During operation of the auto sampler unit, it might become necessary to rinse the needle 28. For this purpose, the auto sampler unit comprises a flush port 37 adapted for rinsing the needle 28.

In the embodiments that have been discussed so far, the droplet of fluid sample has been supplied to an inlet port located at a side face of the microfluidic device. FIGS. 6 and 7 illustrate an alternative embodiment where the droplet of fluid sample is supplied to a top surface of the microfluidic device. A fluid dispenser 38 is moved to a position right above a through hole 39, the through hole 39 extending from the top surface 40 to the bottom surface 41 of a microfluidic device 42. An inlet channel 43 of the microfluidic device 42 extends to the through hole 39, thereby forming an inlet port 44. For supplying fluid sample to the microfluidic device 42, a droplet 45 of fluid sample is formed at the orifice of the fluid dispenser 38. The droplet 45 adheres to the side walls of the through hole 39. Preferably, the inner diameter of the through hole 39 is in the range between 0.3 mm and 0.8 mm. In order to keep the droplet 45 at its position and enhance adhesion, the side walls of the through hole 39 might e.g. be bevelled. By applying a voltage between the fluid in the fluid dispenser 38 and the fluid in the inlet channel 43, charged sample compounds 46 are electrokinetically moved into the inlet channel 43.

The embodiments of the present invention are capable of consecutively supplying different samples to a microfluidic device. However, before a droplet of new sample can be supplied to the through hole 39, the droplet 45 of former sample has to be removed. In FIG. 7, removal of the droplet 45 of former sample is illustrated. A suction nozzle 47 adapted for applying low pressure is pressed against the lower surface 41 of the microfluidic device 42. For accomplishing a tight coupling, the suction nozzle 47 might comprise a sealing gasket 48. By applying a low pressure, the droplet 45 is moved in the direction indicated by arrow 49. Thus, the droplet 45 is removed. Next, the fluid dispenser 38 might supply a flow of flush solvent and rinse the through hole 38, in order to reduce carry over. Then, a droplet of new sample may be supplied.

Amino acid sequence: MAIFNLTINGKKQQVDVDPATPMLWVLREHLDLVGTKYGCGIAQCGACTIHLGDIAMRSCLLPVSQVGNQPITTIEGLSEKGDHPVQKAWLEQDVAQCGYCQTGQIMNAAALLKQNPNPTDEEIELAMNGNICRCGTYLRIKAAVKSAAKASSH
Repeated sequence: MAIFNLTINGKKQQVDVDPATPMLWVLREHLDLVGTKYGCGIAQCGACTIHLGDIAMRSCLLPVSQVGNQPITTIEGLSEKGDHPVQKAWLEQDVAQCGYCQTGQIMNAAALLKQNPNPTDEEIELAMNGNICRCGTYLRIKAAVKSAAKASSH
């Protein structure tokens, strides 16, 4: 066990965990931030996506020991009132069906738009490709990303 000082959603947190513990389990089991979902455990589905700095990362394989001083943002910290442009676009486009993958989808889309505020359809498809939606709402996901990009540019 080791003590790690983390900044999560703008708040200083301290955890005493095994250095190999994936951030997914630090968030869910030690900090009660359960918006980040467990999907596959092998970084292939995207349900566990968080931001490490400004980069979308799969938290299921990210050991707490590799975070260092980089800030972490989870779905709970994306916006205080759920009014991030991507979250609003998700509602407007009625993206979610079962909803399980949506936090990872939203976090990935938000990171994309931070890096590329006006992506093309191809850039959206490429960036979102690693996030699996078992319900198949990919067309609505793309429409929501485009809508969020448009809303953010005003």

FIG. 8 shows a face 50 of a microfluidic device with an inlet port 51. The inlet port 51 is surrounded by a hydrophilic region 52. Furthermore, the hydrophilic region 52 might e.g. be surrounded by a ring-shaped hydrophobic region 53. A droplet of aqueous sample that gets in touch with the hydrophilic region 52 adheres to the hydrophilic region 52 and is repelled from the hydrophobic region 53. Adhesion of the droplet is confined to the hydrophilic region 52. A droplet of fluid sample solely adheres to the hydrophilic region 52. Thus, the droplet is automatically brought to an optimum position relative to the inlet port 51.

The surface structure shown in FIG. 8 can be produced by subjecting the face 50 of the microfluidic device to a surface treatment. For example, if the microfluidic device is made of glass, the chip's surface is hydrophilic. In this case, the ring-shaped hydrophobic region 53 might e.g. be produced by exposing this region to a plasma treatment, to a treatment with reactive agents, to a treatment with silanes or fluorine compounds, etc.

FIG. 9 shows how droplet-based coupling can be used for supplying fluid sample to an electrophoresis chip 54. The electrophoresis chip 54 comprises an electrophoretic separation column 55 that extends from an upper well 56 to a lower well 57. The separation column 55 is filled with gel, preferably with polyacrylamid gel. At an injection point 58, the separation column 55 is fluidically coupled with an injection channel 59. The injection channel 59 is adapted for injecting a fluid sample into the separation channel 55. The injection channel 59 extends to a side face 60 of the electrophoresis chip 54, thereby forming an inlet port 61.

For supplying a fluid sample to the electrophoresis chip 54, a capillary 62 is moved to a position right next to the inlet port 61, and a droplet 63 is formed at the capillary's outlet. The size of the droplet 63 is increased until it adheres to a surface region around the inlet port 61, thereby establishing a fluidic contact with the fluid in the injection channel 59.

The set-up shown in FIG. 9 comprises a first electrode 65 located at a well 66, the well 66 being fluidically coupled with the injection channel 59. The first electrode is adapted for electrically contacting the fluid in the injection channel 59. The set-up further comprises a second electrode 67 for electrically contacting the fluid sample in the capillary 62. By applying a voltage between the first electrode 65 and the second electrode 67, charged compounds contained in the droplet 63 are electrokinetically moved towards the well 66, as indicated by arrow 64. The voltage might e.g. be in the range between 200 V and 12 kV.